More and more students are taking training in personal finance. But is it enough?

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One in four high school students is required to take a personal finance course.

Key points

  • Nearly a quarter (22.7%) of high school students today must take a personal finance course to graduate.
  • Legislatures in 26 states are introducing 60 different bills to expand access to personal finance education.
  • People with higher financial literacy are less likely to face financial hardship.

According to the S&P Global Financial Literacy Survey, 43% of Americans lack financial literacy — and gaps in financial knowledge can lead to chronic money problems. In 2018, only 16.4% of American high school graduates received training in personal finance. The number has now risen to around one in four high school students (22.7%).

As more states make financial education a mandatory part of the high school curriculum, Next Gen Personal Finance estimates that at least one-third (35.1%) of high school students will have taken a course autonomy over personal finances. That still leaves two out of three high school students without the education they need to be financially capable.

More states are implementing personal finance requirements

Currently, only eight states require high school students to take a personal finance course: Alabama, Iowa, Mississippi, Missouri, North Carolina, Tennessee, Utah, and Virginia.

Five more states are beginning to implement personal finance education at the high school level. Personal finance education is defined as a stand-alone personal finance course that lasts at least one semester or 60 consecutive hours of instruction.

Michigan recently passed a bill that would make it the 14th state to guarantee high school students a personal finance course before graduation. Momentum has grown this year, with 26 state legislatures introducing 60 different bills to expand access to personal finance education.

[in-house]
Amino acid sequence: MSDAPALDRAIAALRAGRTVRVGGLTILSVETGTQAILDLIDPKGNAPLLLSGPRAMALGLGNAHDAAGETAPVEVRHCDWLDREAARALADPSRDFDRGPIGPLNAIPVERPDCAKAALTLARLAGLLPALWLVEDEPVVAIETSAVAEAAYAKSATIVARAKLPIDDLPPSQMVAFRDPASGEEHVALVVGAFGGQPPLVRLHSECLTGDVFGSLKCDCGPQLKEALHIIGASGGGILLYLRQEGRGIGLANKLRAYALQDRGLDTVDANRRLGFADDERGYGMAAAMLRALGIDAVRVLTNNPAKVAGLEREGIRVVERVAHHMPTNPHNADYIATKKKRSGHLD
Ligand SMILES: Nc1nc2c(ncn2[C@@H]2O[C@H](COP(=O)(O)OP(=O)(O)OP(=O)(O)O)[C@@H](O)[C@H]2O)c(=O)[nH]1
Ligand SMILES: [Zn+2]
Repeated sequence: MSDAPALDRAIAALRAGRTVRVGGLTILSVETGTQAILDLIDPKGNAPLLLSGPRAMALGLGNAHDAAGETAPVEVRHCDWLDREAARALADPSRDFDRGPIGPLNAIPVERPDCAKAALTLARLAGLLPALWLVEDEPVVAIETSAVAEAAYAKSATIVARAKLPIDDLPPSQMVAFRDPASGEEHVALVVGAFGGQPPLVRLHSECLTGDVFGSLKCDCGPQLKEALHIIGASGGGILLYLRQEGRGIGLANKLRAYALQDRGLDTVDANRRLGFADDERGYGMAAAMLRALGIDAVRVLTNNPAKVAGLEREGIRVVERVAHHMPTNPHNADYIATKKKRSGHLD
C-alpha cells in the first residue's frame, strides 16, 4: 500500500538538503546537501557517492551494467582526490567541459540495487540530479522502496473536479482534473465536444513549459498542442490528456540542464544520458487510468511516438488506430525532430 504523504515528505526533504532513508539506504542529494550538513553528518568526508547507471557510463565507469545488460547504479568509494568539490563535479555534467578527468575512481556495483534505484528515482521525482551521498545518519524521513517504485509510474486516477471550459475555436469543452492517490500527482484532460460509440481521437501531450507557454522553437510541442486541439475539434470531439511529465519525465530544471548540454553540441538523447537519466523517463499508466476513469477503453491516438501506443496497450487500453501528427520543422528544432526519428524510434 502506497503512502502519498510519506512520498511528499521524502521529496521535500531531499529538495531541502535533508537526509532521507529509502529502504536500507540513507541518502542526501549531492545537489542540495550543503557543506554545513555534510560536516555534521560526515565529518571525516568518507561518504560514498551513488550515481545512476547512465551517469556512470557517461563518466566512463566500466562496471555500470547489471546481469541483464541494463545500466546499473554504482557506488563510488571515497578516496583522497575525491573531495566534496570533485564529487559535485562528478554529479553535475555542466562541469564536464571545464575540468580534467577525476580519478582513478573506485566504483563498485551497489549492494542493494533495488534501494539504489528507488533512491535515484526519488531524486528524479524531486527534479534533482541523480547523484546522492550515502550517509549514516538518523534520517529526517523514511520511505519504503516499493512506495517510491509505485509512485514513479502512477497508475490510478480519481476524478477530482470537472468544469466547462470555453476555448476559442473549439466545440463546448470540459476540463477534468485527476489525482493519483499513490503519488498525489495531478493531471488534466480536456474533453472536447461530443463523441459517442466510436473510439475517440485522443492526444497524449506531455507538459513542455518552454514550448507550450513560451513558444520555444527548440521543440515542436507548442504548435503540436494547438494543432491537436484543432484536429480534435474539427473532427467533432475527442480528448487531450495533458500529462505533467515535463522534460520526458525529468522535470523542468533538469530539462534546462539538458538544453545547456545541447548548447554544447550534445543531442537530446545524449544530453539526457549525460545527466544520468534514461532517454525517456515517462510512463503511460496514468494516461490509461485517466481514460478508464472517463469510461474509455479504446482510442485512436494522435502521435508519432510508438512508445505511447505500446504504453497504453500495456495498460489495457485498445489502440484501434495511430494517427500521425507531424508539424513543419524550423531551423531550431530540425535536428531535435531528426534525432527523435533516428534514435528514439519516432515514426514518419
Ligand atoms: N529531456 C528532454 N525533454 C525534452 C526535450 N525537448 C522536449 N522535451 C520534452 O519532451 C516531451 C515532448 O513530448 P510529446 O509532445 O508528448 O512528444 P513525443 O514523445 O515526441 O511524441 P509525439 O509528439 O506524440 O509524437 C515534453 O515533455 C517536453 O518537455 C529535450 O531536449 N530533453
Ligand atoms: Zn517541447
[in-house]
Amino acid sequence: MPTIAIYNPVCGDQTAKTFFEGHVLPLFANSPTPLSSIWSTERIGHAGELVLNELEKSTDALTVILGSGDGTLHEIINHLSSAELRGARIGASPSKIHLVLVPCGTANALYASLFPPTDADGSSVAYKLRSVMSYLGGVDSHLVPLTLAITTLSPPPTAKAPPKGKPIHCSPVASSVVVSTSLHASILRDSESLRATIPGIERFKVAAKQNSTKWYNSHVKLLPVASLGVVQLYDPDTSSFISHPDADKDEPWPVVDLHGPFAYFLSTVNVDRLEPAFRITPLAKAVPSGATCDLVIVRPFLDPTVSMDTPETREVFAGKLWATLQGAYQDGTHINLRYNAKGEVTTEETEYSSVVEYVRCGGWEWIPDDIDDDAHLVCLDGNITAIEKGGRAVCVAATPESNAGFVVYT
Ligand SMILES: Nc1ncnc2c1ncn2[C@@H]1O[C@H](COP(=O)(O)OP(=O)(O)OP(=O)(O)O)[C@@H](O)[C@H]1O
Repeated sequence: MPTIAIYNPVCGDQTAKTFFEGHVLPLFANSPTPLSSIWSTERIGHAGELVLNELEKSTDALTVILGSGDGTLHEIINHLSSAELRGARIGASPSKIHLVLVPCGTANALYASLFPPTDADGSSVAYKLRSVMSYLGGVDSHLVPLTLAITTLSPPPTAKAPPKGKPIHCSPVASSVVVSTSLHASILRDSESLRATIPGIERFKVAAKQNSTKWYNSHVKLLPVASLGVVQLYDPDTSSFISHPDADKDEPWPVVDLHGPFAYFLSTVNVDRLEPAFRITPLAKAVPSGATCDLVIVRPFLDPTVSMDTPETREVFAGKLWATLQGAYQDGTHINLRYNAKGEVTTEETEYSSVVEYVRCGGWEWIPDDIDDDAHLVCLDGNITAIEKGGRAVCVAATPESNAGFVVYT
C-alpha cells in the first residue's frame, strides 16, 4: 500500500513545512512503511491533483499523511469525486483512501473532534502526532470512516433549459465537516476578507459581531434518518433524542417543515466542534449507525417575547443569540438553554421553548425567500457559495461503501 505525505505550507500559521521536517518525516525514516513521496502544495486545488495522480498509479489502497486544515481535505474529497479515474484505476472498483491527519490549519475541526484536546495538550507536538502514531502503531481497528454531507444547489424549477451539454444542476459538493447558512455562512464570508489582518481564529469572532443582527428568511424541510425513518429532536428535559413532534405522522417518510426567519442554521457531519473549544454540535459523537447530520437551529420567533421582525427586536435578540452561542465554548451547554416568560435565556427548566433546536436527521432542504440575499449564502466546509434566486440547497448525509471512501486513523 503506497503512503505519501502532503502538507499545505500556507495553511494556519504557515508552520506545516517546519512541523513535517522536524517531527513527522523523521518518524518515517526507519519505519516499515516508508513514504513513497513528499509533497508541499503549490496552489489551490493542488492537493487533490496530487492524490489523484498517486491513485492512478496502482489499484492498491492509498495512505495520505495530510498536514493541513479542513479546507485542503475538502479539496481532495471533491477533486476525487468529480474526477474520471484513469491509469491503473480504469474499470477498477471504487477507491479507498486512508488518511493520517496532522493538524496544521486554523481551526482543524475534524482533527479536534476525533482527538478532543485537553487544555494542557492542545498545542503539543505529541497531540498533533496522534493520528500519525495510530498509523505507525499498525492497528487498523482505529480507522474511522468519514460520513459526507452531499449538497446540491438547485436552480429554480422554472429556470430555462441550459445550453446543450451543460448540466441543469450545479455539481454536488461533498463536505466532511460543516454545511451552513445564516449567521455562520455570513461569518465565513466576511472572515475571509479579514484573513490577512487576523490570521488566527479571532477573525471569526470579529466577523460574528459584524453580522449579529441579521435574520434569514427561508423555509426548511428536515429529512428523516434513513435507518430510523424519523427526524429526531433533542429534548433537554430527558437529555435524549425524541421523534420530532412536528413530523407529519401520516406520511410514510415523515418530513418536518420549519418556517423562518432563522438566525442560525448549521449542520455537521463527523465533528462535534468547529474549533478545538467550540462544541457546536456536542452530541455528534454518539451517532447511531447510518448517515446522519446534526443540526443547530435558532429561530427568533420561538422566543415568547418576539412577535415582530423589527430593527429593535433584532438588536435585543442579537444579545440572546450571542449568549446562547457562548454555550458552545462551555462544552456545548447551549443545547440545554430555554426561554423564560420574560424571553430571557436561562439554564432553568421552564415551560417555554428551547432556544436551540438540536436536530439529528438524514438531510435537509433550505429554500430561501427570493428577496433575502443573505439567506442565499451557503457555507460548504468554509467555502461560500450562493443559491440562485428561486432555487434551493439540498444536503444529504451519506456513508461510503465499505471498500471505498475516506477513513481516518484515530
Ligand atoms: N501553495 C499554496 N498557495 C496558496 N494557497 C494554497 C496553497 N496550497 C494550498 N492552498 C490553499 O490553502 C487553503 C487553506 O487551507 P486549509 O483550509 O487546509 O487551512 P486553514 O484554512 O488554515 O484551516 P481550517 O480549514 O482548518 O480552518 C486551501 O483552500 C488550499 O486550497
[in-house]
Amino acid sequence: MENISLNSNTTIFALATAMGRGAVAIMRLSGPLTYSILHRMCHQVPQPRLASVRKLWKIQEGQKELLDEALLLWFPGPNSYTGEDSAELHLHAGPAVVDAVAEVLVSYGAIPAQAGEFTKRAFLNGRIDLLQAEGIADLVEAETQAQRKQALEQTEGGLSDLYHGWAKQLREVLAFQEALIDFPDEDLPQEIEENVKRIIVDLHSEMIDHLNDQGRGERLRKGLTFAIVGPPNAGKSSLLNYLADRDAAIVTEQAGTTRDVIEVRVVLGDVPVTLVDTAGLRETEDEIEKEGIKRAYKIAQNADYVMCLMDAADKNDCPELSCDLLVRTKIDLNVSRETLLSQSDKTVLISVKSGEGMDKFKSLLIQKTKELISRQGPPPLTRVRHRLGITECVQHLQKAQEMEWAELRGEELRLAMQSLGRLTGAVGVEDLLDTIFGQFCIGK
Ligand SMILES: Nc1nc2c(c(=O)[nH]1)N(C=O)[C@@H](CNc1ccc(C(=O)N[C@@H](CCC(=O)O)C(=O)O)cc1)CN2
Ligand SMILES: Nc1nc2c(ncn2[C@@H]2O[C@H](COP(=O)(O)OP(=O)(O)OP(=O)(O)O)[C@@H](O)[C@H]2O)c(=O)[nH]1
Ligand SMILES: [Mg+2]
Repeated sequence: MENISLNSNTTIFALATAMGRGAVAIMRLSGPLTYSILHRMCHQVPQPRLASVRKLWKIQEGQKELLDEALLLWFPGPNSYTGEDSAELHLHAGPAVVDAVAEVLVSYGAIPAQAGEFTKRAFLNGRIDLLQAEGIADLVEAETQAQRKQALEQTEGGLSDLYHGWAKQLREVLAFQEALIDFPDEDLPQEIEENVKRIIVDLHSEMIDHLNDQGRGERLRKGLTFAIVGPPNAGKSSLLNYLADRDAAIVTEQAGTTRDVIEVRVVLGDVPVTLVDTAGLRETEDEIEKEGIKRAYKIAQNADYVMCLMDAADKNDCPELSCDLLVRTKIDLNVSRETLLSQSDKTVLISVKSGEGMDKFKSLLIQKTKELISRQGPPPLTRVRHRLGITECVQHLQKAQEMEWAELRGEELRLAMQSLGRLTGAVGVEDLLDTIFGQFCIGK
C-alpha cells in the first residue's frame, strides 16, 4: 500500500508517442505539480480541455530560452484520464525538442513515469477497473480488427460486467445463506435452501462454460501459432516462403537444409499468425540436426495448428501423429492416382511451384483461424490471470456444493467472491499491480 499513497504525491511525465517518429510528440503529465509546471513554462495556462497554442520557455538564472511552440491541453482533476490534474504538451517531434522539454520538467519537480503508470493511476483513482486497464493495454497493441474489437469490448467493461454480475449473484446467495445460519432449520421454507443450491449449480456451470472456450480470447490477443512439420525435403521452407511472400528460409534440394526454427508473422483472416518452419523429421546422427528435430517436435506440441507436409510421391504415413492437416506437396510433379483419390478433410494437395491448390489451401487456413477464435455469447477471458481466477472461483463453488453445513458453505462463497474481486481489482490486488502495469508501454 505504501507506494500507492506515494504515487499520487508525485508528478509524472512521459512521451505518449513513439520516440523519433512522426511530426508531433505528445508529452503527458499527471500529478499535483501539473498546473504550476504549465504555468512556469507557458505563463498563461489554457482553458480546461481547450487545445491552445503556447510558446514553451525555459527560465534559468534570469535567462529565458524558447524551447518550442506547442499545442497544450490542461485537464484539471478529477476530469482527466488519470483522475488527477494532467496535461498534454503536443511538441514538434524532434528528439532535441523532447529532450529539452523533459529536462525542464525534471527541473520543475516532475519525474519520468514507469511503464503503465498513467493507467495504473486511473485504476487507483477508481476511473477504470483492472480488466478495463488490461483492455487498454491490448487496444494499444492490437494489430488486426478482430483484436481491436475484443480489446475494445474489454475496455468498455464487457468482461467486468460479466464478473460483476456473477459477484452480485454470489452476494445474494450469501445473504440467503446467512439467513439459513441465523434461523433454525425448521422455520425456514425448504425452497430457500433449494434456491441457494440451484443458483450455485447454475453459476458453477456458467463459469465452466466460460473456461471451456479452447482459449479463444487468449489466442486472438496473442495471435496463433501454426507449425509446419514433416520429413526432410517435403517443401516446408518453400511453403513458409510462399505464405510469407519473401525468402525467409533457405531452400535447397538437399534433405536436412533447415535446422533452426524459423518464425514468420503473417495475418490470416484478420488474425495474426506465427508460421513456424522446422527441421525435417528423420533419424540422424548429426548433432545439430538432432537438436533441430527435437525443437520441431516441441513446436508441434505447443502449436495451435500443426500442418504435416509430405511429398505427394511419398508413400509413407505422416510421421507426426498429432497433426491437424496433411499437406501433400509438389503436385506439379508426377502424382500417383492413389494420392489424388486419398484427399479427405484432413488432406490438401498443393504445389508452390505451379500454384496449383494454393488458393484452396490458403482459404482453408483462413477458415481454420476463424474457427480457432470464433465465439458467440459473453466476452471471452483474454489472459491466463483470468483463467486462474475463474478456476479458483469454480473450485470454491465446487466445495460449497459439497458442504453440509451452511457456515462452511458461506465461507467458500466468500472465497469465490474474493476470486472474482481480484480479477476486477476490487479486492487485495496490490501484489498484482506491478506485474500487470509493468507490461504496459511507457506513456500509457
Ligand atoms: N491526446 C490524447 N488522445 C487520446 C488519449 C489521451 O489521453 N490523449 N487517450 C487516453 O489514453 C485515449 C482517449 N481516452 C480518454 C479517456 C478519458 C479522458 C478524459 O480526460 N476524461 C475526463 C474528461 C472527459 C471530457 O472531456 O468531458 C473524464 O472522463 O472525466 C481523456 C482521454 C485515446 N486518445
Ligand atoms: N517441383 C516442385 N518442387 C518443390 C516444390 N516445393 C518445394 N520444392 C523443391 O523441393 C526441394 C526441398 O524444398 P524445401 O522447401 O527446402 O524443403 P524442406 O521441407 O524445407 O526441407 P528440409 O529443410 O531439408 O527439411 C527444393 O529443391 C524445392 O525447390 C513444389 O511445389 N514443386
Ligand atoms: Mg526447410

The importance of personal financial education

Personal finance education directly helps people improve their financial well-being. Those with higher financial literacy are less likely to face financial hardship. Those with low financial literacy are:

  • Six times more likely to have difficulty making ends meet.
  • Five times more likely to be unable to cover a month’s living expenses.
  • Four times more likely to spend more than 10 hours a week thinking about or dealing with personal finance issues.
  • Four times more likely to be dissatisfied with their current financial situation.

Studies also show that personal financial education reduces the likelihood that young adults will use payday loans and is positively correlated with asset accumulation and net worth at age 25.

The Next Gen Personal Finance annual report found that access to personal finance education is still divided based on location, race, and socioeconomic status. Across the country, students do not have equal access to personal finance education. Expanding personal finance education to all segments of society can help close the socio-economic gap and help more people build their savings accounts.

The vast majority of millionaires haven’t inherited their money or earned six-figure incomes. Financial success often hinges on using basic personal finance principles, such as regular and consistent investments over a long period of time, staying out of debt, and sticking to a budget. Financial education is the key to financial success and can help develop good habits for the future.

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